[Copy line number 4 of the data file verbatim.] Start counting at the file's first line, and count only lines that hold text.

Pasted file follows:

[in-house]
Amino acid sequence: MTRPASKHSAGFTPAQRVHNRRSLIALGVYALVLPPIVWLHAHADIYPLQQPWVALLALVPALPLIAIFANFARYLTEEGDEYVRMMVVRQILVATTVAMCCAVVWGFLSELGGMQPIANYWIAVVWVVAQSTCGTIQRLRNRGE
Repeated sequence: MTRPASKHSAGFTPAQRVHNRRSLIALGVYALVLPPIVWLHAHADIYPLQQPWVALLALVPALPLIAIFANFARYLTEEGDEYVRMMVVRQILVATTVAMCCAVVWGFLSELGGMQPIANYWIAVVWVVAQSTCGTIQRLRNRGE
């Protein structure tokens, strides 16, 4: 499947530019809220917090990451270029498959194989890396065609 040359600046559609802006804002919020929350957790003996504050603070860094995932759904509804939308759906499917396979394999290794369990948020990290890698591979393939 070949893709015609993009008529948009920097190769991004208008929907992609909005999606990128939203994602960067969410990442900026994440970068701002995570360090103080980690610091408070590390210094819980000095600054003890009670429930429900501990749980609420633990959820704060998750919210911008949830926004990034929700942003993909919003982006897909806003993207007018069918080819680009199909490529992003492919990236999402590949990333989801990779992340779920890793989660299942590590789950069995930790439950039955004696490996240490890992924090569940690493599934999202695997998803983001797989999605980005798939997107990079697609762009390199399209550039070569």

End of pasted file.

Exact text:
């Protein structure tokens, strides 16, 4: 499947530019809220917090990451270029498959194989890396065609 040359600046559609802006804002919020929350957790003996504050603070860094995932759904509804939308759906499917396979394999290794369990948020990290890698591979393939 070949893709015609993009008529948009920097190769991004208008929907992609909005999606990128939203994602960067969410990442900026994440970068701002995570360090103080980690610091408070590390210094819980000095600054003890009670429930429900501990749980609420633990959820704060998750919210911008949830926004990034929700942003993909919003982006897909806003993207007018069918080819680009199909490529992003492919990236999402590949990333989801990779992340779920890793989660299942590590789950069995930790439950039955004696490996240490890992924090569940690493599934999202695997998803983001797989999605980005798939997107990079697609762009390199399209550039070569």